A fire on Euclid Blvd. in Wesleyville Monday night saw six fire companies respond to put out the flames. “We need a lot more help. Everybody does,” said Fuller Hose and Crescent Hose Chief Dave Meehl.

Between the six organizations, about 30 firefighters were able to get the blaze under control.

“In the volunteer fire service, you may only have two or three people coming on a rig, and again, you're fortunate if that,” Chief Joe Crotty of Lawrence Park Fire Department told Erie News Now.

Response times for fire emergencies are longer because more and more fire departments have to chip in to help. In addition, dispatchers have to keep reaching out to departments further away from the emergency, itself. “As you go out away from your first alarm area, that's going to cause a little bit of a delay, but that's just the world we live in,” said Crotty.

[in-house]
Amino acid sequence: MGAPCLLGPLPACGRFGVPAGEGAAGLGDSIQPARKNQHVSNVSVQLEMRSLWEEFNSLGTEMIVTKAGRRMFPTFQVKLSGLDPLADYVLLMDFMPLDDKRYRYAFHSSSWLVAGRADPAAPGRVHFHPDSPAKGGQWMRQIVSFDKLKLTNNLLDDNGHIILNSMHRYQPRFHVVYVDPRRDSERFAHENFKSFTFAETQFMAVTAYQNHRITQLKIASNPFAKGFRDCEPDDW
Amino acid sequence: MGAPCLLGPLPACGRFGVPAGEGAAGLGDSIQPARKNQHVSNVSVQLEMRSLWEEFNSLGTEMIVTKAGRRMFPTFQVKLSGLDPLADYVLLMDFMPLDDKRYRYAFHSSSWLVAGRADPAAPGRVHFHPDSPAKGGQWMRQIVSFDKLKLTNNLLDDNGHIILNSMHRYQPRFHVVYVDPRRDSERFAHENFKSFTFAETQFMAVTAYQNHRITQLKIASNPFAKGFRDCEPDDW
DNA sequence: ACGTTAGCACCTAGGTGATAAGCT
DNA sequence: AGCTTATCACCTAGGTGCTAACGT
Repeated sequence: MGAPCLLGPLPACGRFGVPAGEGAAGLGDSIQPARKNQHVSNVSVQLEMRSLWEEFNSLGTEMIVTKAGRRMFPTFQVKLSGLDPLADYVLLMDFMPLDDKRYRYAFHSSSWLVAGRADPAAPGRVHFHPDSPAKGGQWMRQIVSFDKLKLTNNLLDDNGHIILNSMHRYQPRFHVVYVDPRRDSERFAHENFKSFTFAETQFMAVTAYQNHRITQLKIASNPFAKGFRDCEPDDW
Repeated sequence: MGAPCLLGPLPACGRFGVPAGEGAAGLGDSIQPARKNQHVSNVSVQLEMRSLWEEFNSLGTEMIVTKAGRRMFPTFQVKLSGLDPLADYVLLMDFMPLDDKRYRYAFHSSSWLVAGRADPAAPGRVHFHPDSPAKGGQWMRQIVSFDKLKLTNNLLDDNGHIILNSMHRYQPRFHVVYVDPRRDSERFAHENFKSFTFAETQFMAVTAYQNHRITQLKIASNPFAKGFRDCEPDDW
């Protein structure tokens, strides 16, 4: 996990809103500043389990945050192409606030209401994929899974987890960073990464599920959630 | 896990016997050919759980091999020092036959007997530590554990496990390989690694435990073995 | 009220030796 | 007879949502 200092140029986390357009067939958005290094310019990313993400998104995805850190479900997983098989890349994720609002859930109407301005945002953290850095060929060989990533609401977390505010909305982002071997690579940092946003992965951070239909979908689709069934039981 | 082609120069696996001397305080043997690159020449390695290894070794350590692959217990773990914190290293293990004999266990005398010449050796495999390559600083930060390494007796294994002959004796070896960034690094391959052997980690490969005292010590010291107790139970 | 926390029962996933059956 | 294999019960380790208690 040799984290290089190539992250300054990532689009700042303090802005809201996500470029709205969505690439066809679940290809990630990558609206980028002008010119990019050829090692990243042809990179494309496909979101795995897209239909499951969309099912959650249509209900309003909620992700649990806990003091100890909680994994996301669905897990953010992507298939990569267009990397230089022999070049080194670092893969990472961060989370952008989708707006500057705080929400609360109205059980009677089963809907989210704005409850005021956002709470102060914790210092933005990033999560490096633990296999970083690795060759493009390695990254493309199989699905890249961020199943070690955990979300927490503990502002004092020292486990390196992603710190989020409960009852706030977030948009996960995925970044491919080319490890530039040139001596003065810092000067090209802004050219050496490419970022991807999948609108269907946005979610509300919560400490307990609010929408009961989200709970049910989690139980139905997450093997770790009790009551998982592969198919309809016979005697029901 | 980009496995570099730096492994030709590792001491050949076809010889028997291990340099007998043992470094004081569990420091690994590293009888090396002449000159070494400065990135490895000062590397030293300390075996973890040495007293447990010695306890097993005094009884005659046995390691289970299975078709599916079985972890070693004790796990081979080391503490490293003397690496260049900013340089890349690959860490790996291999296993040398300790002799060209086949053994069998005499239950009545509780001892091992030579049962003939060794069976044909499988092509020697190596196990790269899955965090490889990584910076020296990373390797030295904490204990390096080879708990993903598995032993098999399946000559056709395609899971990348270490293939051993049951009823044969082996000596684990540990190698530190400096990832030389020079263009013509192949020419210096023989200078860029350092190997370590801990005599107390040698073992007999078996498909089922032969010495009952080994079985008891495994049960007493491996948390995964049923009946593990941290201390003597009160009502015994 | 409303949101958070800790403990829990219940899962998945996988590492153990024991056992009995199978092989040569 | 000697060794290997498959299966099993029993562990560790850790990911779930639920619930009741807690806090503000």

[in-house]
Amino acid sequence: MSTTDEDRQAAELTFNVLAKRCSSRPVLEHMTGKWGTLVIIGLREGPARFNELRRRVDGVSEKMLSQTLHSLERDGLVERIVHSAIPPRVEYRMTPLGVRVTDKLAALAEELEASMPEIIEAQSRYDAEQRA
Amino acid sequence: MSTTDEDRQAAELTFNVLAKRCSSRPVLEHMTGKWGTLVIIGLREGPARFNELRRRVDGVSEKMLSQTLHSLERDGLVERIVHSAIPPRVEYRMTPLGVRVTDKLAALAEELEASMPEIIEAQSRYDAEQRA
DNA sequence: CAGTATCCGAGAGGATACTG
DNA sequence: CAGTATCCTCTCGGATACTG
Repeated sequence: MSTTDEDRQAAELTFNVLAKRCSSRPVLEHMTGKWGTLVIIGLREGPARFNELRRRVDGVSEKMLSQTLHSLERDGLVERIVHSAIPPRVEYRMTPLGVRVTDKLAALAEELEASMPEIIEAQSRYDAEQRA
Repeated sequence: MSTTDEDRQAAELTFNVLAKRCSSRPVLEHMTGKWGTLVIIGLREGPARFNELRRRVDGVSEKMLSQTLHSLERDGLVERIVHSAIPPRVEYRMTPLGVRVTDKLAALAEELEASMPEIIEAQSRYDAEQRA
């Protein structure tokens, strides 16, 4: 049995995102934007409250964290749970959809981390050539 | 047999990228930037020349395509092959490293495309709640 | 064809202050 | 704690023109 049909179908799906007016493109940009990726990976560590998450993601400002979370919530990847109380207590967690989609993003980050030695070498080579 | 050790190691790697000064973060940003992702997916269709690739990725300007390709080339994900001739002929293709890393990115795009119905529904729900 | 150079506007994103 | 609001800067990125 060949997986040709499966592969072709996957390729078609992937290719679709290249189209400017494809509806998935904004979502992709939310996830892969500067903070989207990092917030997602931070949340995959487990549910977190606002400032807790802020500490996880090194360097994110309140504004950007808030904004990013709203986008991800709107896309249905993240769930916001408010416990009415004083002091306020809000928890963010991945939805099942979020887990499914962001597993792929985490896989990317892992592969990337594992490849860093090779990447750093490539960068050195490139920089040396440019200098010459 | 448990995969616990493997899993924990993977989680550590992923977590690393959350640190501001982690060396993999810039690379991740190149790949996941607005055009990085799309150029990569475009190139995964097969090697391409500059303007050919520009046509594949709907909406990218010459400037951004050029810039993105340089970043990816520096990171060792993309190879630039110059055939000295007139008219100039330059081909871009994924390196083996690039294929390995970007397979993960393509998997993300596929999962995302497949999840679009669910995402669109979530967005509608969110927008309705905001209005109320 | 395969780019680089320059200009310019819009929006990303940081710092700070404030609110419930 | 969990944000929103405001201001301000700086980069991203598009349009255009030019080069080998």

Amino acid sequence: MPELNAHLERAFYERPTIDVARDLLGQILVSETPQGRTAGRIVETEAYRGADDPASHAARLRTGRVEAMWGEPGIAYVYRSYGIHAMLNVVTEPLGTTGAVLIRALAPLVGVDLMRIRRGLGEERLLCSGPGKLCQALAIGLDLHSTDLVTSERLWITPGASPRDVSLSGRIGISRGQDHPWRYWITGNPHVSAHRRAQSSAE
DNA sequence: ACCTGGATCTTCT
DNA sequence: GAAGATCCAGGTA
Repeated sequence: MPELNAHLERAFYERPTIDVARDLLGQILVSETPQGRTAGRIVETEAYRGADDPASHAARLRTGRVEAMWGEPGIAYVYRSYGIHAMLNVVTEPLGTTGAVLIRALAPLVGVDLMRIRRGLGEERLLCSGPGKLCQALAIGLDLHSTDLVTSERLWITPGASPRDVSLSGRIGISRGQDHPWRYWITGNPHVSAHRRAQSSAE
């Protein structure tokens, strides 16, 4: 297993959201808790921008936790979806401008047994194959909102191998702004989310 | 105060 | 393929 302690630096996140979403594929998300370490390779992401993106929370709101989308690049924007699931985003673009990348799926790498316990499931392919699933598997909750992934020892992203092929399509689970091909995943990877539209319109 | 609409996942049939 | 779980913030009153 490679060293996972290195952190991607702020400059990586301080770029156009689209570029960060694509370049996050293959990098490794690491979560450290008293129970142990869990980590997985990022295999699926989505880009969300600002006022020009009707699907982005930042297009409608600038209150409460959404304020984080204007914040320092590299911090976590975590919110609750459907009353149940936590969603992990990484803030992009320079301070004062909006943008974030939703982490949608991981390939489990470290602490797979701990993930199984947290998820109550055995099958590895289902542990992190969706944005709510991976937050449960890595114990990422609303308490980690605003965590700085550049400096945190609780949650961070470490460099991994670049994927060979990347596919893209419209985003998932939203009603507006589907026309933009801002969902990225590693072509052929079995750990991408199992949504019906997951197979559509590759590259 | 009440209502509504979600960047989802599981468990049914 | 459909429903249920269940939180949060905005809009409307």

“It's the same with any fire department in the county, even in the state of Pennsylvania. It's a shortage. Big time,” said Meehl.

In 1975, the Commonwealth had about 360 thousand volunteer firefighters. Today, that number sits around 30 thousand statewide.  

“You're not sure who you're going to get and not get, but you've got to keep calling to get enough manpower to do the job," said Meehl.

Remarkably, the home on Euclid Blvd. Fire companies we spoke with say it was because they were able to get enough manpower to save the structure. However, they're afraid that won't be the case in the coming years if more volunteers don't sign up to help.

“We worry about it,” said Meehl, “But, we preplan the best we can to make sure we have what we need to get the job done."

“At times, it's just sheer number of departments to make up for the lack of human resources,” said Crotty.

The departments we spoke with say they’re always accepting new volunteers, but it does take several weeks of training to learn how to do the job.

Wesleyville Fire Dept. is taking donations for the family.